North American ILIs

ILIs in North America – update 2014

These validated North American datasets are comprised of 2 groups of data.  Both datasets, by design, are not anonymous, and in their original formats (see web links below) include water system names.  The format of the audits in both datasets is the AWWA Free Water Audit Software, which is built on the IWA/AWWA Water Balance.

The Water Audit Data Initiative (WADI) and Georgia datasets have been subjected to a ‘top-down’ validation process.  This process involves detailed phone interviews, conducted by water loss experts, with those that prepared the audit from each utility.  The focus of the validation process is to ensure data validity assessments are accurate, but often involves correcting any input errors discovered through the interview process.  As a result, the validation process focuses more on the accuracy of the data validity score, than the accuracy of the performance indicators, due to the limitations of the top-down process.  Thus a “validated” water audit could still have a low data validity score, and not yet be reliable regarding performance indicators.  An example would be where a utility has yet to verify supply volumes with field testing.

The first is a dataset gathered each year by the AWWA Water Loss Control Committee through its Water Audit Data Initiative (WADI).  The WADI has been in place since 2011, and each year the committee collects 20 to 30 audits from water systems across North America.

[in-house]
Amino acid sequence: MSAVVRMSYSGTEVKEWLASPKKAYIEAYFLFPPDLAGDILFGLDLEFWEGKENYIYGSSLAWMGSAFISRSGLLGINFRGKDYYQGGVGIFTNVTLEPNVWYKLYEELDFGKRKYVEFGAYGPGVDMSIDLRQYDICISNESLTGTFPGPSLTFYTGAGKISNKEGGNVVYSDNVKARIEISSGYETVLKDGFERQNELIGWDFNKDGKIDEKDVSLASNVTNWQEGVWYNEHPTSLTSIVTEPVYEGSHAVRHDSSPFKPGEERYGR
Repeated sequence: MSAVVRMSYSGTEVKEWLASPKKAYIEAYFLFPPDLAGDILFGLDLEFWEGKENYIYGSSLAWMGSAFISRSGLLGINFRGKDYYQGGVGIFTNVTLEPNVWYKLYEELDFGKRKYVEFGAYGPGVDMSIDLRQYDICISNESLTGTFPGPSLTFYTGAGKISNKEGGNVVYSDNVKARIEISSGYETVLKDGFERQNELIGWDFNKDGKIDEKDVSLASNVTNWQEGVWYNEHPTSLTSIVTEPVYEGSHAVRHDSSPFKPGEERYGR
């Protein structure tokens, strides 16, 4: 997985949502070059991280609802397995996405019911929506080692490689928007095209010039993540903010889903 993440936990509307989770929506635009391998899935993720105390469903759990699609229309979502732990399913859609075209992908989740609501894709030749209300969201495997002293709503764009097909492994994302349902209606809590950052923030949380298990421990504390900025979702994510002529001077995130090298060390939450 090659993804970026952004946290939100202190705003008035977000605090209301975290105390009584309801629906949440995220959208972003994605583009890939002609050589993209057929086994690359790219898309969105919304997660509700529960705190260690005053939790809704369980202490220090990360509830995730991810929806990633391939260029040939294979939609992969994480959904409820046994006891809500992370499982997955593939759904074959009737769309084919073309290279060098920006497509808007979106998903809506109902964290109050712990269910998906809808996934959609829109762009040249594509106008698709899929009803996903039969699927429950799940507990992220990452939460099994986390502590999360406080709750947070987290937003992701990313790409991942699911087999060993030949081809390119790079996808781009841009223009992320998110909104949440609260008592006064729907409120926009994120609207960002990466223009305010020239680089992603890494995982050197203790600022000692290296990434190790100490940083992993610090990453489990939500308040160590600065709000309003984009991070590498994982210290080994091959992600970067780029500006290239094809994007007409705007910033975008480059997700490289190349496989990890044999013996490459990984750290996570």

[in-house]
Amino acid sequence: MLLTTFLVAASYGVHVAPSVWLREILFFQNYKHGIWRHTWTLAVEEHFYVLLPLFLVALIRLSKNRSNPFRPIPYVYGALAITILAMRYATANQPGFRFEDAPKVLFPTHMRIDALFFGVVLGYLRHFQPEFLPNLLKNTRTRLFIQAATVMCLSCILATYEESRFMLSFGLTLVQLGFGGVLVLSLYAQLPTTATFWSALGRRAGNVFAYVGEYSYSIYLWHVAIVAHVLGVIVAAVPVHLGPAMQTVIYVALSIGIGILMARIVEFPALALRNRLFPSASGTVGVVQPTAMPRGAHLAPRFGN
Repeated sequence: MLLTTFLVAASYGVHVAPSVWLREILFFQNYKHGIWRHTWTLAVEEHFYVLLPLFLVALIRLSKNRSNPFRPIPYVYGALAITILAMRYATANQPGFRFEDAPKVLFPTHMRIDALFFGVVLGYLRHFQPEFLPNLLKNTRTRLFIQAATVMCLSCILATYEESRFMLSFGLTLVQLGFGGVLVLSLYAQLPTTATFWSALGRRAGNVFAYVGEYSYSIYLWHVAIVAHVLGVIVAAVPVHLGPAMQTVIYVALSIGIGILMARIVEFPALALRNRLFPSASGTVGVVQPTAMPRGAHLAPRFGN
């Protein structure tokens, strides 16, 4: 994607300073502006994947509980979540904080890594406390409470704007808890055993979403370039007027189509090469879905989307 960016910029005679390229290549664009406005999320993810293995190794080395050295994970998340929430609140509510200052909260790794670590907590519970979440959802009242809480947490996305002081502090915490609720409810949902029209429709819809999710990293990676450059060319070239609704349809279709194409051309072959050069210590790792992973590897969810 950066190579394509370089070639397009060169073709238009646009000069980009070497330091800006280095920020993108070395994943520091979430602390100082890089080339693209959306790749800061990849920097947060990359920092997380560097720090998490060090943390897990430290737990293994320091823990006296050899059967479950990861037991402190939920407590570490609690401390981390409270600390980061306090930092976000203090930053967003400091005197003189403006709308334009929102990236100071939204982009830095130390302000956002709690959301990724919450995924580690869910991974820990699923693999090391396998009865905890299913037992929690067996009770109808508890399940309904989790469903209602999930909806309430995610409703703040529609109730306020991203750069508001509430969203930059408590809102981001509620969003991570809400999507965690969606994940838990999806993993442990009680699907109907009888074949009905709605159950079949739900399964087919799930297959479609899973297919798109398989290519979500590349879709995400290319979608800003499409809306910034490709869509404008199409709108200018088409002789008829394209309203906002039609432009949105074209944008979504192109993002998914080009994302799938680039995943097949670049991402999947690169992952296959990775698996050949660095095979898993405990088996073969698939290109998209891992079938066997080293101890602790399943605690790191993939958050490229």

The Leakage Performance Categories A to D shown at the side of the bar chart are not used in North America but are shown for comparisons with ILI data sets for other Geographical Regions and countries in this Website.

table awa 1c

The second bar chart is a dataset gathered each year by the State of Georgia, which mandates water audits be submitted annually for all water systems serving greater than 3,300 population.  This requirement began in 2011, and since 2012 each year the State of Georgia receives over 200 water audits. The graph below is limited to the 107 Utilities with more than 10,000 population.

10,000 population is roughly equivalent to the recommended lower limit of 3000 service connections for application of the UARL formula (which is used to calculate the ILI). As system size decreases below 3000 service connections, it becomes easier to quickly identify unreported leaks from mains and services using night flow measurements, and the standard UARL formula tends to over-estimate ‘how low could you go’, leading to the possibility of ILIs less than 1.0 for such very small systems.

table awa 2 georgia e

In other countries, in systems with more than 3000 service connections, ILIs as low as 0.7 can be achieved if all leaks surface and are quickly repaired; otherwise ILIs less than 0.7 usually indicate that the data used in the Water Balance, and to calculate UARL, should be double checked.

The datasets have been provided by Will Jernigan, PE, with permission from AWWA and Georgia Environmental Protection Division.

Will presently serves as Secretary to the AWWA Water Loss Control Committee, Chair of its Software Subcommittee, and Chair of the Georgia Water Loss Control Committee.

Link for AWWA data:

http://awwa.org/waterlosscontrol